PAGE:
Navajo Claims Against Urban Outfitters Not Too Late

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By Anandashankar Mazumdar

April 5 — The Navajo Nation didn't wait too long to accuse Urban Outfitters Inc. of infringing more than 100 of its “Navajo” trademarks, the U.S. District Court for the District of New Mexico ruled March 31.

The retail clothing chain tried to have the Navajos' federal and state law claims kicked out under the doctrine of laches, which blocks a lawsuit when the plaintiff has waited too long to act.

But Urban Outfitters failed to show that the Navajos knew or should have known about the allegedly infringing use when the chain sold a series of “Navajo” items from 2001 to 2003, the court said. 

The Navajo Nation sued Urban Outfitters of Philadelphia—and its subsidiaries Anthropologie Inc. and Free People LLC—in 2012 for using “Navajo” and “Navaho” in connection with clothes, jewelry and accessories, starting in March 2009.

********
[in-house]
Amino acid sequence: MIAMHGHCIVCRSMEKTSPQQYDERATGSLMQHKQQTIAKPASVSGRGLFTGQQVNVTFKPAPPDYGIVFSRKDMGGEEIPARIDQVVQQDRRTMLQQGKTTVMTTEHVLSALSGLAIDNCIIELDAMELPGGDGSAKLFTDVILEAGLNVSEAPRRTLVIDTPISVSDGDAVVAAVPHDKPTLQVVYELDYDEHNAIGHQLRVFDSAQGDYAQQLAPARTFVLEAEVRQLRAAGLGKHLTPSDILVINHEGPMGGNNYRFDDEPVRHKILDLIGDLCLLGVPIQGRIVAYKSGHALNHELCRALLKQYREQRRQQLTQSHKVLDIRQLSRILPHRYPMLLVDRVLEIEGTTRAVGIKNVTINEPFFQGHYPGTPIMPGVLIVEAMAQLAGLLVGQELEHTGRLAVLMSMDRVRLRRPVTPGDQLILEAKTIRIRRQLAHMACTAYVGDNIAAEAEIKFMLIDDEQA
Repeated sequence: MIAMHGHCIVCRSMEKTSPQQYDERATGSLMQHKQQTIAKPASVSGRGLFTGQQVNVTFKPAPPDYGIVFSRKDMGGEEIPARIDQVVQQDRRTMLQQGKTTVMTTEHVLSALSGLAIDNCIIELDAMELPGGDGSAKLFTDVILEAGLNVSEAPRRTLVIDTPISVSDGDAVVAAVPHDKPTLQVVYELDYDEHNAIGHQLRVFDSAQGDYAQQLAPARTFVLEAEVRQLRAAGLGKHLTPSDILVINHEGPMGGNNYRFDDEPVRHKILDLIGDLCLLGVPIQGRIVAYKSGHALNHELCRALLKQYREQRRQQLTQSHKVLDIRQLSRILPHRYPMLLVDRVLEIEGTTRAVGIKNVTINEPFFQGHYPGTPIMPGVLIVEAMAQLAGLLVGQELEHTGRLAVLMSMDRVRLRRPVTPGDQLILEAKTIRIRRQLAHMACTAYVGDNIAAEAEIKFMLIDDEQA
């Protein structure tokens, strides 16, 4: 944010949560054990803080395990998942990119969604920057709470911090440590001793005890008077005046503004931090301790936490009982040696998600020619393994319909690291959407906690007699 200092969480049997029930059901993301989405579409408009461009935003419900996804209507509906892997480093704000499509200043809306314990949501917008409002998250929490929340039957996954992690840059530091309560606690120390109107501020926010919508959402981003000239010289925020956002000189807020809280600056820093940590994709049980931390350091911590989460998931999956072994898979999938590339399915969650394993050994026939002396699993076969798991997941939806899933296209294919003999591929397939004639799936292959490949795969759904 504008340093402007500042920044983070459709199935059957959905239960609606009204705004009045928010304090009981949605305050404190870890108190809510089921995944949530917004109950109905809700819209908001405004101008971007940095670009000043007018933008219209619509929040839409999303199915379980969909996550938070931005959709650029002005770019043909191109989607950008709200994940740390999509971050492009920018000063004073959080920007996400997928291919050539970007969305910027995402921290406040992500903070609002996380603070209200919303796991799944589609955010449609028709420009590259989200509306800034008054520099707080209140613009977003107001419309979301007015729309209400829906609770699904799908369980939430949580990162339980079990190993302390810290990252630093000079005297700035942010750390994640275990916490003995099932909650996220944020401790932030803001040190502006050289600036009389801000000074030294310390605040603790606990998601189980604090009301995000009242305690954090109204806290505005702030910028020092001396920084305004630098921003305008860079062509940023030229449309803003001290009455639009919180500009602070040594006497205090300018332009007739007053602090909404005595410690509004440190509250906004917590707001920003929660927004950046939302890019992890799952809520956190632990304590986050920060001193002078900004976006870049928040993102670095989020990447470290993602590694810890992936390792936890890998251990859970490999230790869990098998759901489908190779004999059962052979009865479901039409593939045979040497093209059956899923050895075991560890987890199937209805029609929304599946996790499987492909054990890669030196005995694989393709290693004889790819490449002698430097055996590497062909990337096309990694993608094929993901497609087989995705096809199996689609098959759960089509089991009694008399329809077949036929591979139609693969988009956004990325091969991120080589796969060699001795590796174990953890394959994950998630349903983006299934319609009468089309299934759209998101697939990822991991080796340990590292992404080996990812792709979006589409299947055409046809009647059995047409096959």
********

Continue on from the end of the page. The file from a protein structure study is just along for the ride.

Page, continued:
The Navajos brought claims under Sections 32 and 43 of the Lanham Trademark Act of 1946, 15 U.S.C. §1114 and 1125, the Indian Arts and Crafts Act of 1990, 25 U.S.C. §305, and the New Mexico Unfair Practices Act, N.M. Stat. §157-12-3.

Judge Bruce D. Black issued the court's ruling.

The Navajo Nation Department of Justice and Keller Rohrback LLP represented the Navajo Nation. Dickinson Wright PLLC and Butt Thornton & Baehr P.C. represented Urban Outfitters.

To contact the reporter on this story: Anandashankar Mazumdar in Washington at

To contact the editor responsible for this story: Mike Wilczek in Washington at

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